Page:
Why OSI License Approval Matters

Individual judgement about the presence of software freedom in a license is not the same as community consensus expressed through OSI approval.

Three Legged Buddah

Does it really matter if a copyright license is OSI Approved or not? Surely if it looks like it meets the benchmark that’s all that matters? I think that’s the wrong answer, and that OSI license approval is the crucial innovation that’s driven the open source revolution. Continue reading

Free vs Open

It’s been almost 20 years, but people are still arguing over “open source” and “free software”. Here’s why it’s the wrong argument.

Open hand, free bird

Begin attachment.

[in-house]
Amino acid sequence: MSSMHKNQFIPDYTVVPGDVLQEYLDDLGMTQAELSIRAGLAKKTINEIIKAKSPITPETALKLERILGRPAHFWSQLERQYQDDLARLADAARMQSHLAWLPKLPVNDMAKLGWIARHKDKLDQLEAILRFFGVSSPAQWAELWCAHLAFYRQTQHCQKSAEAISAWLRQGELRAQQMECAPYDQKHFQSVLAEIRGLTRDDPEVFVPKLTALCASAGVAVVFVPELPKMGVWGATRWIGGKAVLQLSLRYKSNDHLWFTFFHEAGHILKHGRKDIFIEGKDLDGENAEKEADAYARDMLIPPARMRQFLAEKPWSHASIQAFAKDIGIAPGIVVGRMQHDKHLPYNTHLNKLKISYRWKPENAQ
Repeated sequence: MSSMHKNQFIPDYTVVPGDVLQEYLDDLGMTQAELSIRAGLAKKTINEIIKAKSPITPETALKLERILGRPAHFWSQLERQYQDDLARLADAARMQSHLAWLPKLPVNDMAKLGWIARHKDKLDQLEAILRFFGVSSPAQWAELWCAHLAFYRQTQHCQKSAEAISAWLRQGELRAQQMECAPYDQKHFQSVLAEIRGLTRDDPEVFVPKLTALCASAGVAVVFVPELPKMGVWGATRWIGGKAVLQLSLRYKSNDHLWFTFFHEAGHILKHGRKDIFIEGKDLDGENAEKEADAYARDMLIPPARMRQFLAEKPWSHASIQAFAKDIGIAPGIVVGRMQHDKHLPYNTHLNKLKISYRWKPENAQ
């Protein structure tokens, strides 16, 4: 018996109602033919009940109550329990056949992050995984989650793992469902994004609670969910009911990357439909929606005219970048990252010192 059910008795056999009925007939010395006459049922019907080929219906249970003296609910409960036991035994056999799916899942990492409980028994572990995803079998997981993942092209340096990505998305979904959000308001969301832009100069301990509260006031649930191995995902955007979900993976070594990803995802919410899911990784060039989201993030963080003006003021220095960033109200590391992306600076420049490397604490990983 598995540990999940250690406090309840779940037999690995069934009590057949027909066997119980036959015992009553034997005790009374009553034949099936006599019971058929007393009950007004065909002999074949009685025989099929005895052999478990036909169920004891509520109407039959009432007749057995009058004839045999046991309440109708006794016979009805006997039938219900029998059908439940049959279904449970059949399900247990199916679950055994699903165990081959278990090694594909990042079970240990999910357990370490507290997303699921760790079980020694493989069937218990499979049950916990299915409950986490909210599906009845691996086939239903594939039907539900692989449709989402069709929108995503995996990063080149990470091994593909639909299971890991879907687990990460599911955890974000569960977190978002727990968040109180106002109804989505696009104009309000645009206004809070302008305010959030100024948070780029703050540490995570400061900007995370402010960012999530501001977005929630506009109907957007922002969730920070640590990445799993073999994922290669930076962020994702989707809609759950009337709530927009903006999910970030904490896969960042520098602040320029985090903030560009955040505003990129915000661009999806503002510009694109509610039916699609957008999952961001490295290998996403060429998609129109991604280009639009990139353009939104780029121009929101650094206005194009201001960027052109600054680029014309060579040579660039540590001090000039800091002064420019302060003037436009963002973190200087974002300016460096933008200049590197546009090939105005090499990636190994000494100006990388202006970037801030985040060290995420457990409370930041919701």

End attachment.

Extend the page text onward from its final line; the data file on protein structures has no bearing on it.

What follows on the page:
The term “Open Source” in the context of software was coined in 1998 by a group of experienced software freedom advocates frustrated by the challenges of helping corporations adopt Free Software. As the movement has energetically grown over the ensuing decades, it has been repeatedly necessary to remind people that framing it as a methodology is a construct chosen nearly 20 years ago to help cultivate executive acceptance and business promotion of software freedom. The frame is necessarily not the entire story, no matter how often newly-woke geeks may assert it should be and how evil it is not to say “Free Software”. Open Source is inescapably a part of the culture, philosophy and ethical construct that is software freedom, not an alternative to it. Continue reading